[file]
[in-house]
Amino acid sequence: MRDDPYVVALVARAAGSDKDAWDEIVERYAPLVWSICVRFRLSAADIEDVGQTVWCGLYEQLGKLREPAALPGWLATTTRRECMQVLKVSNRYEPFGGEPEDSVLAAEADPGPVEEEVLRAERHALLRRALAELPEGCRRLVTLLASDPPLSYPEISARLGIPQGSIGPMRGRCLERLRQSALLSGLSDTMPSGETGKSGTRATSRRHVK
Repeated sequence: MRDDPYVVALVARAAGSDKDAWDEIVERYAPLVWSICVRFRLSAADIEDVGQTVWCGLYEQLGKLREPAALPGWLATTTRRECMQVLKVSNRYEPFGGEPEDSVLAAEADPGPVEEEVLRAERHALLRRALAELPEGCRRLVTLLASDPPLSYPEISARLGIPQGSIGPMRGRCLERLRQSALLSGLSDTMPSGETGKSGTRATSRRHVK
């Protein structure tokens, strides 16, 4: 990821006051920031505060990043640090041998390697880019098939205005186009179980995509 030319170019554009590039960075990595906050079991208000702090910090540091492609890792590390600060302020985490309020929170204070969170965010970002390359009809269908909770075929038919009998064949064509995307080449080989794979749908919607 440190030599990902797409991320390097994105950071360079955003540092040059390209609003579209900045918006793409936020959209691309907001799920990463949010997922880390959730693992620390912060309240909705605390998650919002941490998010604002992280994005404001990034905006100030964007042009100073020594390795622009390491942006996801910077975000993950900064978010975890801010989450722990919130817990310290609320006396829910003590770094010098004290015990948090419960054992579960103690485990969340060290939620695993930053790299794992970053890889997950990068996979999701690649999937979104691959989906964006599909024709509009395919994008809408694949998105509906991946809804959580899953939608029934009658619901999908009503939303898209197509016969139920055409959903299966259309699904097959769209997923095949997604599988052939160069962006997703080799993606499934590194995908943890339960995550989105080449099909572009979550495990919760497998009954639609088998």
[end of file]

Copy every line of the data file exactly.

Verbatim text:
[in-house]
Amino acid sequence: MRDDPYVVALVARAAGSDKDAWDEIVERYAPLVWSICVRFRLSAADIEDVGQTVWCGLYEQLGKLREPAALPGWLATTTRRECMQVLKVSNRYEPFGGEPEDSVLAAEADPGPVEEEVLRAERHALLRRALAELPEGCRRLVTLLASDPPLSYPEISARLGIPQGSIGPMRGRCLERLRQSALLSGLSDTMPSGETGKSGTRATSRRHVK
Repeated sequence: MRDDPYVVALVARAAGSDKDAWDEIVERYAPLVWSICVRFRLSAADIEDVGQTVWCGLYEQLGKLREPAALPGWLATTTRRECMQVLKVSNRYEPFGGEPEDSVLAAEADPGPVEEEVLRAERHALLRRALAELPEGCRRLVTLLASDPPLSYPEISARLGIPQGSIGPMRGRCLERLRQSALLSGLSDTMPSGETGKSGTRATSRRHVK
């Protein structure tokens, strides 16, 4: 990821006051920031505060990043640090041998390697880019098939205005186009179980995509 030319170019554009590039960075990595906050079991208000702090910090540091492609890792590390600060302020985490309020929170204070969170965010970002390359009809269908909770075929038919009998064949064509995307080449080989794979749908919607 440190030599990902797409991320390097994105950071360079955003540092040059390209609003579209900045918006793409936020959209691309907001799920990463949010997922880390959730693992620390912060309240909705605390998650919002941490998010604002992280994005404001990034905006100030964007042009100073020594390795622009390491942006996801910077975000993950900064978010975890801010989450722990919130817990310290609320006396829910003590770094010098004290015990948090419960054992579960103690485990969340060290939620695993930053790299794992970053890889997950990068996979999701690649999937979104691959989906964006599909024709509009395919994008809408694949998105509906991946809804959580899953939608029934009658619901999908009503939303898209197509016969139920055409959903299966259309699904097959769209997923095949997604599988052939160069962006997703080799993606499934590194995908943890339960995550989105080449099909572009979550495990919760497998009954639609088998």